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Tilapia Topic: Disease Vector

Ichthyophthirius multifiliis

Ichthyophthirius multifiliis or the equivalent marine form Cryptocaryon irritans can cause significant losses of cultured tilapia, especially if fish are raised under crowded conditions. The optimum temperature for "ich" is between 20 and 25'C. Young tilapia are particularly susceptible to infection by this protozoan ectoparasite.

There are three stages in the life cycle of ich. These are the adult stage or trophont, a cyst stage where asexual multiplication of the parasite occurs and the tomite stage which is the infective form of the parasite. The trophont stage is embedded in the skin of the host fish. The trophont stage causes damage to the fish, the extent of which is related to the number of trophonts present (e.g. the more present, the more damage is done). In particular, the abundance of these parasites on the gills causes the greatest threat to survival of the host. Trophonts are covered with short cilia and while on the host move between the layers of the skin and feed on cells of this tissue. These trophonts increase in size and can be recognized as the þwhite spotsþ that are characteristic for fish heavily infected by ich. Once mature, trophonts drop off of the fish; fall to the bottom of the container as a cyst stage and multiple to form 500 to 1000 tiny, motile tomites, the infective stage of the parasite. After three days the cysts rupture releasing the tomites. Tomites must contact a host fish within three days or the organisms will perish. When a tomite makes contact with a fish, it burrows into the skin and grows to form the adult or trophont stage.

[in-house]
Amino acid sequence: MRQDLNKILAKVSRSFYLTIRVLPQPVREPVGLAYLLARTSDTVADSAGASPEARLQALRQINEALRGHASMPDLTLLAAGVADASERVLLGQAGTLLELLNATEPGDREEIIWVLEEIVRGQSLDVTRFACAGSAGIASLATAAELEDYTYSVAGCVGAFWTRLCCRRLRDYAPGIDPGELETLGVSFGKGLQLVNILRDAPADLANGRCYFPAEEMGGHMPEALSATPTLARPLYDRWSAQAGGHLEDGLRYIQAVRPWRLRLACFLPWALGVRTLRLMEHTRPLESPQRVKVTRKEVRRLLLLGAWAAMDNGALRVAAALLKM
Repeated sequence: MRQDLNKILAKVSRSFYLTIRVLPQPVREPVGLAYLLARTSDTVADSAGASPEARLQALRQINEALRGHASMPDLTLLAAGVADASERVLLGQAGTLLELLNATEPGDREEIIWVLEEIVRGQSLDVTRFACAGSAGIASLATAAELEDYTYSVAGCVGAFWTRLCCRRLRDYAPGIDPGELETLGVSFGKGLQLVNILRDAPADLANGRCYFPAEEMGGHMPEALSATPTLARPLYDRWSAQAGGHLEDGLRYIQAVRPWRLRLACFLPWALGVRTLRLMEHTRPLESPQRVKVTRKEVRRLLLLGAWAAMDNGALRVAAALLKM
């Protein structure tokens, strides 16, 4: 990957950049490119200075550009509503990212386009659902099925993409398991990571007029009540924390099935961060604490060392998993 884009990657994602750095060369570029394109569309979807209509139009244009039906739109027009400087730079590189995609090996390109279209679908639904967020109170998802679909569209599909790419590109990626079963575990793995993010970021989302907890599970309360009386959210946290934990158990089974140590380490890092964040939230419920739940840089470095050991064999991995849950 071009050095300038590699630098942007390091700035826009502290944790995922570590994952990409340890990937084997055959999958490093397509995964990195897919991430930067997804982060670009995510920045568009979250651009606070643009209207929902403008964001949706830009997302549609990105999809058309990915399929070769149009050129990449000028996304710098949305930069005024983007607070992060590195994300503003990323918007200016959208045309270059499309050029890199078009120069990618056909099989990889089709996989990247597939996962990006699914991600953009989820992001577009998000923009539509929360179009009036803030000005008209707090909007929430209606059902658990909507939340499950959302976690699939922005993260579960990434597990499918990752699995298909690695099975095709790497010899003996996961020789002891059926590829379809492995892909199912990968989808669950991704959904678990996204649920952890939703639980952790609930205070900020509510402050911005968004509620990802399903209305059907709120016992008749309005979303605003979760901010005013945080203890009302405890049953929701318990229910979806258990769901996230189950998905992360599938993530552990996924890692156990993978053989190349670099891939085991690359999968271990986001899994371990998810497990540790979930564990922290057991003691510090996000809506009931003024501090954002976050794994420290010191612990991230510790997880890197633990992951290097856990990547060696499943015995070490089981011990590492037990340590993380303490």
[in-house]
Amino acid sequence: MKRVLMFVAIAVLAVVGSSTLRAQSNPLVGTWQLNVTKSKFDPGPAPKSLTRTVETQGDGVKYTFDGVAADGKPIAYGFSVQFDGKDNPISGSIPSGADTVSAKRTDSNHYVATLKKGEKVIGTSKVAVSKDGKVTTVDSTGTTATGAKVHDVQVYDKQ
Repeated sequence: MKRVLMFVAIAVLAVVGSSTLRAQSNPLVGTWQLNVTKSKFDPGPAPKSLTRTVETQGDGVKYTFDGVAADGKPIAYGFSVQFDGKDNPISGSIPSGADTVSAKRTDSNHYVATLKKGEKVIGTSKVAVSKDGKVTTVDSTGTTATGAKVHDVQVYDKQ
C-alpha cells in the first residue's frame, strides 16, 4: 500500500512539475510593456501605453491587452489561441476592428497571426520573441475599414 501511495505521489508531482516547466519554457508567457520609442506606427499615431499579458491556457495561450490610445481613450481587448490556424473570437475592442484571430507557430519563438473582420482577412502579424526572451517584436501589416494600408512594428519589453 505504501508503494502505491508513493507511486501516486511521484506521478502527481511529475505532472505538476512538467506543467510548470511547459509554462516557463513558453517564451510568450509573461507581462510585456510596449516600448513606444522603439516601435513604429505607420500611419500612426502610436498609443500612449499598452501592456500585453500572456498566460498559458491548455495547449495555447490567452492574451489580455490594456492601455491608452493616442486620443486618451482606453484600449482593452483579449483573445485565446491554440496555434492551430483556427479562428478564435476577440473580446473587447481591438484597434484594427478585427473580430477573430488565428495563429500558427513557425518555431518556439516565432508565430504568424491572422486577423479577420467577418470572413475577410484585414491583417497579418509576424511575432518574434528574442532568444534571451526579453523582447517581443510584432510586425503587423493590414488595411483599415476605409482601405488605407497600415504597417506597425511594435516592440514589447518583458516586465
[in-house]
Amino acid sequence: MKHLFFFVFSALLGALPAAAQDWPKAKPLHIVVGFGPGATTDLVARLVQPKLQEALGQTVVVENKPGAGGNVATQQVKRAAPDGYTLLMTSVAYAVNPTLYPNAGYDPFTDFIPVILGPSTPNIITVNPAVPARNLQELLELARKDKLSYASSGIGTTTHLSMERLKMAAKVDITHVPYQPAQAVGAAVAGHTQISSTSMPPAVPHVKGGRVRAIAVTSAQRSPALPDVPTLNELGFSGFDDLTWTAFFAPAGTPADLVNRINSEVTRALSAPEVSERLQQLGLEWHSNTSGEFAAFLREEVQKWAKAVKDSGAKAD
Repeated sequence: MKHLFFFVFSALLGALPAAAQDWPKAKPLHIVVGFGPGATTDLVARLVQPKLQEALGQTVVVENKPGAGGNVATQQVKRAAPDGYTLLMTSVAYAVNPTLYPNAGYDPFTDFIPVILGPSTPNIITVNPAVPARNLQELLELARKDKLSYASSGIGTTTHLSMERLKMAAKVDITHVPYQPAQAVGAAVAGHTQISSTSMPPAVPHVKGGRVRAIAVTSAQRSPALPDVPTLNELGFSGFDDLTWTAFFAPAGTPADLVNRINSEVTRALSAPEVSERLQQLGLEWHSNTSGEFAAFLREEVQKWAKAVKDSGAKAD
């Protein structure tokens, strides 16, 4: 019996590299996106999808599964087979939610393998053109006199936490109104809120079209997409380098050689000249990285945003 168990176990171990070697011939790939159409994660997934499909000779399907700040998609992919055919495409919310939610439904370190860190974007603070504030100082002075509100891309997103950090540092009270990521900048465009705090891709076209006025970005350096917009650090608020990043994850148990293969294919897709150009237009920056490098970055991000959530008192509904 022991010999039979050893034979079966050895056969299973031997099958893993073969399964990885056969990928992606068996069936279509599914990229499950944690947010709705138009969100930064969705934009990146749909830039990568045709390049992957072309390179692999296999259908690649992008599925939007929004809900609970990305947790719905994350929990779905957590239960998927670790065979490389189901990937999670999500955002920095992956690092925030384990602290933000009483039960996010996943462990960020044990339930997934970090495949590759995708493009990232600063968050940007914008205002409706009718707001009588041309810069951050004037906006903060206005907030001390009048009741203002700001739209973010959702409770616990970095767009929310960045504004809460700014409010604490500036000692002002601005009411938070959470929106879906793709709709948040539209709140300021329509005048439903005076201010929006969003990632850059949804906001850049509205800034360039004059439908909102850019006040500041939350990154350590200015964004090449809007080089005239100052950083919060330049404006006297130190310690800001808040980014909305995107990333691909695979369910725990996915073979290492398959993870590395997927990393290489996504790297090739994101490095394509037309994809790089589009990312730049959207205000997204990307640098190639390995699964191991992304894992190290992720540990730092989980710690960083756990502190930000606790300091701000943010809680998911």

Tilapia infected with ich scrape on the bottom of the container (e.g. "flash") and have forced and increased rate of breathing. Small 1 mm sized white spots will be visible on the skin of the affected fish. As the infection progresses the number of these white spots dramatically increases often abruptly due to release of massive numbers of tomites from cysts.

Ichthyophthirius multifiliis or Ich is a large ciliated protozoan with a distinctive comma shaped nucleus. Usually, on wet-mounts these organisms will vary in size from 0.02 mm to nearly 1 mm. These different sizes reflect younger to older parasites. The cilia along the perimeter of the organism beats and slowly propels the protozoan forward. Under transmitted light in wet-mount preparations, Ich appears brownish in color.


Prevention of ich is by blocking entry of the parasite into cultured tilapia populations. This is particularly important if the fish are being raised at high density. Elevated temperature (e.g. ò 30øC) will inhibit ich, thus increasing the temperature for a week or more can prevent the organism from multiplying rapidly.